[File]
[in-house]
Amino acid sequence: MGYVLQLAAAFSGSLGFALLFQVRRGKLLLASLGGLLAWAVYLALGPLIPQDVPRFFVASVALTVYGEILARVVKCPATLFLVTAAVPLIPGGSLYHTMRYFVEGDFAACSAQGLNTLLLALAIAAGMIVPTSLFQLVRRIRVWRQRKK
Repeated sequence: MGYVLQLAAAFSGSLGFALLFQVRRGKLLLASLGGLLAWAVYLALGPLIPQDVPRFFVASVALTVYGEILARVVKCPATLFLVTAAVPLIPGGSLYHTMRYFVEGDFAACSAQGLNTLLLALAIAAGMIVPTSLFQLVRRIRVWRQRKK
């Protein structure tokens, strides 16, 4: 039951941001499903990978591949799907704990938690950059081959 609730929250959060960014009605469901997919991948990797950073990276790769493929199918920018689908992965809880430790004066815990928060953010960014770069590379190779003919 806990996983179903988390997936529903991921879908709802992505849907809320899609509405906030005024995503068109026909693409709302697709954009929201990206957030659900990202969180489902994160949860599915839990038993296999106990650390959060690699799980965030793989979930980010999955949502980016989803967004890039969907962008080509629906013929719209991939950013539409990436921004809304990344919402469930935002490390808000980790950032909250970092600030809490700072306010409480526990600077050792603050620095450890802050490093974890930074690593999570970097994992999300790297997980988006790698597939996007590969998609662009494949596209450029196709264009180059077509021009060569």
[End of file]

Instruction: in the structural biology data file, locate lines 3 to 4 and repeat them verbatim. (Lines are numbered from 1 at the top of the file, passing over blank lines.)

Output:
Repeated sequence: MGYVLQLAAAFSGSLGFALLFQVRRGKLLLASLGGLLAWAVYLALGPLIPQDVPRFFVASVALTVYGEILARVVKCPATLFLVTAAVPLIPGGSLYHTMRYFVEGDFAACSAQGLNTLLLALAIAAGMIVPTSLFQLVRRIRVWRQRKK
């Protein structure tokens, strides 16, 4: 039951941001499903990978591949799907704990938690950059081959 609730929250959060960014009605469901997919991948990797950073990276790769493929199918920018689908992965809880430790004066815990928060953010960014770069590379190779003919 806990996983179903988390997936529903991921879908709802992505849907809320899609509405906030005024995503068109026909693409709302697709954009929201990206957030659900990202969180489902994160949860599915839990038993296999106990650390959060690699799980965030793989979930980010999955949502980016989803967004890039969907962008080509629906013929719209991939950013539409990436921004809304990344919402469930935002490390808000980790950032909250970092600030809490700072306010409480526990600077050792603050620095450890802050490093974890930074690593999570970097994992999300790297997980988006790698597939996007590969998609662009494949596209450029196709264009180059077509021009060569």